Oct. 27, 2007


by Sharon Olds

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Poem: "35/10" by Sharon Olds, from Strike Sparks: Selected Poems 1980–2002. © Alfred A. Knopf, 2004. Reprinted with permission. (buy now)


Brushing out our daughter's brown
silken hair before the mirror
I see the grey gleaming on my head,
the silver-haired servant behind her. Why is it
just as we begin to go
they begin to arrive, the fold in my neck
clarifying as the fine bones of her
hips sharpen? As my skin shows
its dry pitting, she opens like a moist
precise flower on the tip of a cactus;
as my last chances to bear a child
are falling through my body, the duds among them,
her full purse of eggs, round and
firm as hard-boiled yolks, is about
to snap its clasp. I brush her tangled
fragrant hair at bedtime. It's an old
story—the oldest we have on our planet—
the story of replacement.

Literary and Historical Notes:

It's the birthday of the novelist Zadie Smith, (books by this author) born in London (1975), who grew up black in a working-class London neighborhood where she had a hard time making friends with other kids. She spent all of her free time either tap dancing or reading. She later wrote, "It is a mixture of perversity and stomach-sadness that makes a young person fashion a cocoon of other people's words. If the sun was out, I stayed in; if there was a barbecue, I was in the library. ... By the time I arrived at college I had been in no countries, had no jobs, participated in no political groups, had no lovers. ... In short, I was perfectly equipped to write the kind of fiction I did write: saturated by other books; touched by the world, but only vicariously."

She finally began to fit in when she got to college at Cambridge, where it was cool to be smart and exotic to be black. Her sophomore year, she published a short story in her undergraduate literary journal that attracted a lot of attention, and people said she should try to get a book contract for a novel. So while she was cramming for her final exams, she banged out 100 pages of a potential novel, those hundred pages started a bidding war among London publishers, and Zadie Smith wound up with a six-figure book contract before she'd even graduated from college. That novel became White Teeth (2000), which was compared to the work of Charles Dickens, with a huge cast of characters, including Bengali Muslims, Jews, Jamaicans, Nazis, Jehovah's Witnesses, animal rights activists, Islamic terrorists, and old English men. It sold more than a million copies.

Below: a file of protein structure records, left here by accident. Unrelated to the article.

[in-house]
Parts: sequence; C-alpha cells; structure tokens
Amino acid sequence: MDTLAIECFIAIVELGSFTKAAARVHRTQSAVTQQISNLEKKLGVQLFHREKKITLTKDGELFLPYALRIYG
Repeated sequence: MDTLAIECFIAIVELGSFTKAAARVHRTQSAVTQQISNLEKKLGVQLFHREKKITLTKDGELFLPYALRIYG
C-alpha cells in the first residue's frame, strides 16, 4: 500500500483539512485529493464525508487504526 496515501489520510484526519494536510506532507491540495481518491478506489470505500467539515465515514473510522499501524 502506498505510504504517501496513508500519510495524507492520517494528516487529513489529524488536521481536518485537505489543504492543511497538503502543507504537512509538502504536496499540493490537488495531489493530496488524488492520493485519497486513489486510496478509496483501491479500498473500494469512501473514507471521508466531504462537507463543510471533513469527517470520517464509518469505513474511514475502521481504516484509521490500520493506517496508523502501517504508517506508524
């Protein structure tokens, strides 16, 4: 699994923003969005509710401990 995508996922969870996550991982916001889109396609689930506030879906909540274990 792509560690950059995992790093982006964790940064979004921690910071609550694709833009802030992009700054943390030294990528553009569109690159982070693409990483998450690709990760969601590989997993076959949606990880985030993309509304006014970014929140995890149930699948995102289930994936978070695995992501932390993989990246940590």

Zadie Smith's most recent book, On Beauty (2005), is a modern retelling of E.M. Forster's Howards End. She said, "I'm influenced by everything I read, shamelessly. ... I think if I carry on plagiarizing for 15 years, it will settle like silt, and I'll write something really great."

It's the birthday of Dylan Thomas (books by this author) born in Swansea, Wales (1914), who published his first collection, 18 Poems, in 1933. It got great reviews, but most readers found it very difficult to understand. Thomas himself said, "I agree that much of [my] poetry is impossibly difficult; I've asked, or rather told, [my] words to do too much." Thomas made his name among general readers with the poems he wrote about the bombing raids on London During World War II, including "Ceremony After a Fire Raid," "Among Those Killed in the Dawn Raid Was a Man Aged a Hundred" and "A Refusal to Mourn the Death, by Fire, of a Child in London."

It's the birthday of Sylvia Plath, (books by this author) born in Boston, Massachusetts (1932), who wrote her best poems after her marriage to the poet Ted Hughes broke up. She was living alone with her two children, but she woke up every morning at 4:00 a.m. to write, and poems just poured out of her. At the end of October, 1962, she wrote to her mother, "I am writing the best poems of my life; they will make my name." But she couldn't get the poems published because the editors of various magazines thought they were too strange and disturbing.

That winter in England was one of the coldest on record, and Plath kept coming down with fevers. On the morning of February 11, 1963, she got up and sealed her children's bedroom door with tape, sealed herself in the kitchen, stuffed a towel under the door, opened the oven and turned on the gas, killing herself. The poems she had been writing that fall were published as Ariel in 1965, and they did make her name. When her Collected Poems was published in 1981, it won the Pulitzer Prize.

It's the birthday of novelist and memoirist Maxine Hong Kingston, (books by this author) born Maxine Hong in Stockton, California (1940), whose memoir Woman Warrior: Memoirs of a Girlhood Among Ghosts (1976), begins, "'You must not tell anyone,' my mother said, 'what I am about to tell you.'"

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